Work family (aka, my favorite post yet)

If you happen to be one of my regular readers, you’ve probably noticed that I’ve been a bit inconsistent in my posts lately. I could easily blame it on the monster product introduction that my team is helping to coordinate next week (next week will be nutty too) but I must confess that the Stanley Cup Finals probably took their toll on my blogging just as much as work-related issues.

As I’ve mentioned before, I’m an insatiable Red Wings fan, and I consider hockey to be a gift from God. After doing the quick math, I estimated that I spent about 13 days of my year (104 games x 2 hours each = 208, divide by 16 waking hours in each day) watching Red Wings games, not counting going to spring training and local Grand Rapids Griffins games. That probably sounds like a lot, but I don’t take any vacations or hunting trips with the guys… I just spread out a couple of weeks worth of guy time each week over the 9-month televised hockey season. I thank the good Lord for every one of those months.

Anyhoo, my Wings won Lord Stanley’s Cup on Wednesday night. I’m still basking in the glow and was very happy to see this article from ESPN about why the Wings are such a special team. Take a minute to read it. In a nutshell, it stresses that the culture of the team (which, not surprisingly, starts at the top) is like a closely-knit family with a strong sense of loyalty.

This isn’t news to us Wings fans, as back in the beginning of the ’02 season (when they also won the cup), many of the top paid stars on the team took a voluntary pay cut to make room for one more guy (Brett Hull) whom they wanted on the team. I’d like to see that happen in the NBA or NFL. Also, each year the owners of the Red Wings pay to have all of the players’ dads (or in some cases, sons) travel with the team on a 3-game West Coast road trip. Very cool. Hockey is, and hopefully always will be, a sport where the personal ambitions of players take a backseat to the wellness of the team. As someone once put it, it’s a sport about what’s on the front of the jersey, not what’s on the back.

James wrote, “For where you have envy and selfish ambition, there you find disorder and every evil practice(James 3:16).” The Wings success and the team’s ability to help rehabilitate the lives of Darren McCarty and the careers of guys like Dan Cleary point to the absence of selfish ambition. Imagine if all of our workplaces were so devoid of these toxins…

(but before you get all caught up in that heavy thought, check out this clip from Scrubs)

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Starting over

Most people I know have had to start their careers over at some point. Sometimes these moves are voluntary, like when someone wants to make a major career shift late in life, but often they aren’t. Living here in Michigan, where the job base is shifting away from manufacturing and unemployment is high, I know quite a few folks that are starting over. I was reminded of this last night when my father-in-law was discussing how he started over thirty years ago. He had decided to open a restaurant which unfortunately didn’t make it. Left with a lot of debt and a young family, he looked for a job that paid him a modest amount that could grow into over time. He found a job in sales that he enjoyed and could do well at (extremely well, actually), and it wasn’t long before he was out of debt and one of the owners of that company.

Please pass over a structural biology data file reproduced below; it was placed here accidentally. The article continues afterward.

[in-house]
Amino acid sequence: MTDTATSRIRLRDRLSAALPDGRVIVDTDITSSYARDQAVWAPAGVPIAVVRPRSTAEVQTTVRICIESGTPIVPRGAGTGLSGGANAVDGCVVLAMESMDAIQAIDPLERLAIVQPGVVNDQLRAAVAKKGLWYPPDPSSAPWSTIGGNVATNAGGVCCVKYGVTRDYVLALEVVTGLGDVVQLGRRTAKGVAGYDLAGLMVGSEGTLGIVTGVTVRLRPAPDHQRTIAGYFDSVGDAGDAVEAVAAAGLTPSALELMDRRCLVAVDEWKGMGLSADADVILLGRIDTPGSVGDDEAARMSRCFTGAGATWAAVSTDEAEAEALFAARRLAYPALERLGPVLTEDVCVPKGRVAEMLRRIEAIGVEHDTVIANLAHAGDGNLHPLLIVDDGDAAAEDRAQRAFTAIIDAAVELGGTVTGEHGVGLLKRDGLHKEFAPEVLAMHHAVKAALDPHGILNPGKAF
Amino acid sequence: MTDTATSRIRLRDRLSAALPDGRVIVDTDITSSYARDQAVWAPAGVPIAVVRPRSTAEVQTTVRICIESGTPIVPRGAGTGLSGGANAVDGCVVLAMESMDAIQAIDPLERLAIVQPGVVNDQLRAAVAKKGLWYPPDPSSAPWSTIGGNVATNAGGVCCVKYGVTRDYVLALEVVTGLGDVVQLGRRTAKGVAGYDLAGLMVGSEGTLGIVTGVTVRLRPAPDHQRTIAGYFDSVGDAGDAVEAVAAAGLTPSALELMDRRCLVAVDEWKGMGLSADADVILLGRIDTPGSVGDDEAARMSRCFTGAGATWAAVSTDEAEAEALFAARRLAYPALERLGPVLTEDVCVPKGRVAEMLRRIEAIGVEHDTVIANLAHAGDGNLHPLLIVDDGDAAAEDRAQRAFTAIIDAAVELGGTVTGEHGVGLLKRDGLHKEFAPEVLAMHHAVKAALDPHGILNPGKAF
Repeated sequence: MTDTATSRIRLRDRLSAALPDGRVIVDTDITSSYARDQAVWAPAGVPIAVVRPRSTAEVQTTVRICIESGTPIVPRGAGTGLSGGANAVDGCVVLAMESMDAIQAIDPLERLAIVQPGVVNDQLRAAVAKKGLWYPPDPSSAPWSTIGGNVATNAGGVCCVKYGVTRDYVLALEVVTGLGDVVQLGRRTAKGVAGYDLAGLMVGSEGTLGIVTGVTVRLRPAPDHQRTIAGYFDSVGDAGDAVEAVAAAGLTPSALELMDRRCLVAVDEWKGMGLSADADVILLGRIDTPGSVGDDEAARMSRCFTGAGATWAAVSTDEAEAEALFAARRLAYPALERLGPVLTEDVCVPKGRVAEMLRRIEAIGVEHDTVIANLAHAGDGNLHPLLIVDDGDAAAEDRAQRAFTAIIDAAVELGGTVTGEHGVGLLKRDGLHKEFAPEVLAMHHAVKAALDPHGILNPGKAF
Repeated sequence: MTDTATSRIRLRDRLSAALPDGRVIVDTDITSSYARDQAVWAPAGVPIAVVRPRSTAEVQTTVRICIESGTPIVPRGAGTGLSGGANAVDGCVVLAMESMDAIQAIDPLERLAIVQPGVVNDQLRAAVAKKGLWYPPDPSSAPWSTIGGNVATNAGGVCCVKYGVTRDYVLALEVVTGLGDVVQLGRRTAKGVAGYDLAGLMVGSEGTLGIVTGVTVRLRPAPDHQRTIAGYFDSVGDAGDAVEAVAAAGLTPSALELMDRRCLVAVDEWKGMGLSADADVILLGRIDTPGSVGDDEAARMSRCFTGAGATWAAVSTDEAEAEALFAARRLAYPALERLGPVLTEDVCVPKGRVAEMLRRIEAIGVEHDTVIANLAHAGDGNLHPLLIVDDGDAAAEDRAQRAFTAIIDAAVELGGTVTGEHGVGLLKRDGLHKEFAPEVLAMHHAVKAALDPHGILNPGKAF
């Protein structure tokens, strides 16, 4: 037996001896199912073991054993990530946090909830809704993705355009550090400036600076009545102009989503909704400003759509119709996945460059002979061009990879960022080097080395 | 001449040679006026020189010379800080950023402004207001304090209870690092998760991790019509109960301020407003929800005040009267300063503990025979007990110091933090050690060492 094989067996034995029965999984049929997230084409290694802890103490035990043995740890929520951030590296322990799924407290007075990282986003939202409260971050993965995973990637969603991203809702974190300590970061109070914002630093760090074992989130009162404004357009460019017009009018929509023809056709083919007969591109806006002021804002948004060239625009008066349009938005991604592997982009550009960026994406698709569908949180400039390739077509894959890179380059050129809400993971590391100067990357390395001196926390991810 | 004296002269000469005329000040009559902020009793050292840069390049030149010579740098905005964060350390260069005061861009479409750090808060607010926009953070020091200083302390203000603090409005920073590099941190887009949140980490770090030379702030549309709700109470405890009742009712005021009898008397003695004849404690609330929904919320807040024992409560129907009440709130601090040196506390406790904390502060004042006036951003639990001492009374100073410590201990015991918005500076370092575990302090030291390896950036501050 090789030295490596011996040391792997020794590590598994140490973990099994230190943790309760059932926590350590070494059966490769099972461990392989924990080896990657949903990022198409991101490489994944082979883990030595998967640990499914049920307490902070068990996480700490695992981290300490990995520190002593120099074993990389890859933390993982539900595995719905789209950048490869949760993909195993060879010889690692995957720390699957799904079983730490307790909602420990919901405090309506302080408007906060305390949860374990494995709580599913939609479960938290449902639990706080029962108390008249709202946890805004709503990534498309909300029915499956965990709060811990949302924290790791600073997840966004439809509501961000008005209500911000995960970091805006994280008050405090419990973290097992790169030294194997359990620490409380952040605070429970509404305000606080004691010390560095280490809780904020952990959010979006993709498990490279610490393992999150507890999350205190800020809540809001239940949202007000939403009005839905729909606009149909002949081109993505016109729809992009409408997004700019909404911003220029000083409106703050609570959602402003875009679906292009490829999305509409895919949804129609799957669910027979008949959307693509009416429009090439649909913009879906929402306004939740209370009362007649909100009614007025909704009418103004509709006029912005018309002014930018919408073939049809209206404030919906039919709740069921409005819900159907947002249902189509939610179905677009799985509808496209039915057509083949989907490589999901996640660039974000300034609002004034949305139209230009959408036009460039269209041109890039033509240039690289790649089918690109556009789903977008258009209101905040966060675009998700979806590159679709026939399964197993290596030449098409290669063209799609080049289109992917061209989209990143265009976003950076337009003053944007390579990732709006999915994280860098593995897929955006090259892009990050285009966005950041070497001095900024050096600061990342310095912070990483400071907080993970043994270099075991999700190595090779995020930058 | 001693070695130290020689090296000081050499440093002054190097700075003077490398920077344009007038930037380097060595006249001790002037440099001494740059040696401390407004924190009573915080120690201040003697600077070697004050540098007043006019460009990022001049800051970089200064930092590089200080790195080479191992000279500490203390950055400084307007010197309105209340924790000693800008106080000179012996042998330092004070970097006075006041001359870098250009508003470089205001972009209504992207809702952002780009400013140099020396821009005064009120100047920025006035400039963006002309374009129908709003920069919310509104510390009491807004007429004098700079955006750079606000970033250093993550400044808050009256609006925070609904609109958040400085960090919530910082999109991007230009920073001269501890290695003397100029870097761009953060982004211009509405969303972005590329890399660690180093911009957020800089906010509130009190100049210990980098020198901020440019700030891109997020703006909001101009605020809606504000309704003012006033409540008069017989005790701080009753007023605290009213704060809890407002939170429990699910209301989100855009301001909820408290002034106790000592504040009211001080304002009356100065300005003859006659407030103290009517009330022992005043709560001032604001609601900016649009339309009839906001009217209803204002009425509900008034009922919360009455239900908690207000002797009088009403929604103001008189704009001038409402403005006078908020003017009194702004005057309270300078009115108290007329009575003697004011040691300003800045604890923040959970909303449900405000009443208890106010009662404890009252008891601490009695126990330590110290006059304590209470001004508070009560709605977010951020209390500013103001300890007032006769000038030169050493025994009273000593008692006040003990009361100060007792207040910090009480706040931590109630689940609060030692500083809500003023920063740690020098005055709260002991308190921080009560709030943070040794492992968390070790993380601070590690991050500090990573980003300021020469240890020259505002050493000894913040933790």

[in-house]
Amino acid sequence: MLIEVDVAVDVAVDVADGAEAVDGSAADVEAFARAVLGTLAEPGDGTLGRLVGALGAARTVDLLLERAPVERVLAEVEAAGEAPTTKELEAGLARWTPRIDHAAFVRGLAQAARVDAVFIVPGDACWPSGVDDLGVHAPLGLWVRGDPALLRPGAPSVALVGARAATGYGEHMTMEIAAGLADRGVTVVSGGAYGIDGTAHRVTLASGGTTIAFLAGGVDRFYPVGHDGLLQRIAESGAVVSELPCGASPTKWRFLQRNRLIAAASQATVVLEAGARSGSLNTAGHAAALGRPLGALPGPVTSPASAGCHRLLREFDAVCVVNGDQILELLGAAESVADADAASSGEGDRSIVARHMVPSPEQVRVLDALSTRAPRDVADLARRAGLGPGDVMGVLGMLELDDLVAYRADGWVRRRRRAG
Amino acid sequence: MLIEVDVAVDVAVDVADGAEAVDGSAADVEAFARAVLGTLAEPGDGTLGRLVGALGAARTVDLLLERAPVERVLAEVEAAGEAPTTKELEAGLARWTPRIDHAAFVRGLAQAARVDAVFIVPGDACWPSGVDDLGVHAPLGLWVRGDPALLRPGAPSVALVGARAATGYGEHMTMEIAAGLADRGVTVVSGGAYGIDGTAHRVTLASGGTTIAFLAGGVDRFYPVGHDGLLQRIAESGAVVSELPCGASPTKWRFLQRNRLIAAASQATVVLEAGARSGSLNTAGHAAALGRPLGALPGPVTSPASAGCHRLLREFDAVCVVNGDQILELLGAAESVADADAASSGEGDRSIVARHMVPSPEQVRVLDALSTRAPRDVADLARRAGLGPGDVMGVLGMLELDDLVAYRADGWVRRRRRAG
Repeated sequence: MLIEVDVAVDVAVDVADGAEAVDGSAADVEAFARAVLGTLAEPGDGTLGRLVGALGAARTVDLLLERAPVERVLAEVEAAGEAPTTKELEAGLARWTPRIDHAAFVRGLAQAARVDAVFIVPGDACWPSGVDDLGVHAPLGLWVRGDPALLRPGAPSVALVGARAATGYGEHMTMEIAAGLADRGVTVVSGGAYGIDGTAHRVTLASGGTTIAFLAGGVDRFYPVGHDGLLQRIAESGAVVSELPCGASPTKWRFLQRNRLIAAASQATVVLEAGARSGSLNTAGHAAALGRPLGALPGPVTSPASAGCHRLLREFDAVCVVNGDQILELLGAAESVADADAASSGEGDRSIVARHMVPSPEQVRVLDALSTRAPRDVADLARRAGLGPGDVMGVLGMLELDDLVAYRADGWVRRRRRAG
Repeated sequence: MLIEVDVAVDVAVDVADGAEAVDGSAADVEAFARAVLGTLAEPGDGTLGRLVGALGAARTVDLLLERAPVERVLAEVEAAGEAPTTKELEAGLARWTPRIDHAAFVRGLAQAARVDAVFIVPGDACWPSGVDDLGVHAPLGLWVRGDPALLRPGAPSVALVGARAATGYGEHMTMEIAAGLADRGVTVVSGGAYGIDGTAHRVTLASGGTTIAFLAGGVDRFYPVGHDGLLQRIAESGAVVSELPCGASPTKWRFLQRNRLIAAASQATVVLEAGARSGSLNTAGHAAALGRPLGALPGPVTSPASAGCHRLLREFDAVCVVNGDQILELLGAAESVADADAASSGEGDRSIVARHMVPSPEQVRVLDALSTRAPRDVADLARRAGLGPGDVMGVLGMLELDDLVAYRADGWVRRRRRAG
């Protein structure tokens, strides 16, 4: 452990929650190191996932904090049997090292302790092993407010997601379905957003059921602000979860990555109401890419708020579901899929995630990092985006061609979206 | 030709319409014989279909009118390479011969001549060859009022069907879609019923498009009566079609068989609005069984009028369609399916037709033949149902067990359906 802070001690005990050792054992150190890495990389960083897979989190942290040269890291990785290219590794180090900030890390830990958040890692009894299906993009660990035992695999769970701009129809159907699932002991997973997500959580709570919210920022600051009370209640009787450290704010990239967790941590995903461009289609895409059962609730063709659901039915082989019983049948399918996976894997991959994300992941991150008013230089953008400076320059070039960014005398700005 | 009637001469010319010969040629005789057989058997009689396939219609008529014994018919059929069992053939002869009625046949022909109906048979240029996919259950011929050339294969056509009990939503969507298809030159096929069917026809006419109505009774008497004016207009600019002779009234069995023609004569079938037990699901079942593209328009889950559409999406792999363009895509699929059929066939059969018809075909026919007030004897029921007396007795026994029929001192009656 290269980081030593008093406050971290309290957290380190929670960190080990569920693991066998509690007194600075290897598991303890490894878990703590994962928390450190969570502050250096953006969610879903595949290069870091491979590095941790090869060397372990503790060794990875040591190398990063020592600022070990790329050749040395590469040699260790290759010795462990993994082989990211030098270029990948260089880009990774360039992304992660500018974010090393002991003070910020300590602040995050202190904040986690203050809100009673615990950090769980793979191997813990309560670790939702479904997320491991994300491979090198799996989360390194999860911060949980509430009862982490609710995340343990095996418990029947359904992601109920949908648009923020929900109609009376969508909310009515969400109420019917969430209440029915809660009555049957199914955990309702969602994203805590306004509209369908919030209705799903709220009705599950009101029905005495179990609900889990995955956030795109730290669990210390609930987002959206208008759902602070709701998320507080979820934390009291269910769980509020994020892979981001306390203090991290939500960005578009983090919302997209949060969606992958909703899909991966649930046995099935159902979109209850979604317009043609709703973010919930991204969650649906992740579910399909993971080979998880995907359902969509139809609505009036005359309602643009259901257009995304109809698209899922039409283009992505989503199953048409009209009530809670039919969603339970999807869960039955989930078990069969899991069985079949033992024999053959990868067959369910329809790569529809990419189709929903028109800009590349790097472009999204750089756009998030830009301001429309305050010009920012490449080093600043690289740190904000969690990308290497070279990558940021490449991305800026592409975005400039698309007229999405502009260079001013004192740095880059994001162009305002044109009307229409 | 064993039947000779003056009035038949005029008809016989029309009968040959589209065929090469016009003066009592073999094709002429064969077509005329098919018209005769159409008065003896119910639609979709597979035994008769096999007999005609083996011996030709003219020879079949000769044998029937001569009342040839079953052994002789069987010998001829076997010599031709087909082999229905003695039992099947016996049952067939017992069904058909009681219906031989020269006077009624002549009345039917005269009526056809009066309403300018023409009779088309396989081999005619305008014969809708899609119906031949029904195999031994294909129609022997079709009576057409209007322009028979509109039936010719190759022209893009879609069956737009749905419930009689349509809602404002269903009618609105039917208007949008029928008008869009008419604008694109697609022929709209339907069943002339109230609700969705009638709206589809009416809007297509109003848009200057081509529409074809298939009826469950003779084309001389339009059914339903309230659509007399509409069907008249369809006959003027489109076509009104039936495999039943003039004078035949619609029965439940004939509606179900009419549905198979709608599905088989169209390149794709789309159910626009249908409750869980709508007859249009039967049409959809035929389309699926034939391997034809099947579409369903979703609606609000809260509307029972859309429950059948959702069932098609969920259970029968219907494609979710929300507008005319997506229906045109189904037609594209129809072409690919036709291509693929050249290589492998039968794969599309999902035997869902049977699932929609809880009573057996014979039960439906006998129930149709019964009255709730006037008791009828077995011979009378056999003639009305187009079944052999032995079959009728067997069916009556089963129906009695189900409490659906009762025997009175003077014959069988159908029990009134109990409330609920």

It reminds me of the woman described in 2 Kings 4. Widowed and deeply in debt, she found herself with virtually no options (women couldn’t just find jobs in ancient Judah) so she sought out the help of the prophet Elisha. He asked her “what do you have in the house?” and she replied that she had nothing except a small flask of olive oil. He told her to borrow as many empty jars as she could from her friends and family and once she had, he miraculously filled every one to the brim. She was able to sell these jars of oil, get herself out of debt, and have enough left over to support her children.

This is a story that can teach us all a little something. Left with few options, the widow sought help from God, and he allowed her to build on the little that she had. The combination of a flask of olive oil and a few friends whom were willing to lend a hand allowed her to climb out of the hole she was in, and to provide her a foundation for her future. The key, I think, is that it starts with asking God to help us build on the gifts he’s already given us.

Modern-day Amos

 

Have you ever noticed how much better known the people and stories of the New Testament are than the Old Testament? As a bonafide history geek, I enjoy looking back at books like 1 & 2 Chronicles, the books of “minor” prophets such as Hosea and Habakkuk, and digging up some of the classic narratives from Genesis. So for something a little different this week, I thought I’d highlight some of the folks I’ve found interesting from the OT and we’ll see if their lives offer us any helpful perspectives for being a 21st Century Christian in Corporate America.

Do you ever sense that you’re in the midst of a world that never really stops and thinks about their relationship with God? Sure, lots of folks go to church, some might even tip God a $20 when the basket passes by, but the stuff they hear in the Bible (or don’t hear) and the exhortations of the minister never seem to transcend that hour on Sunday mornings…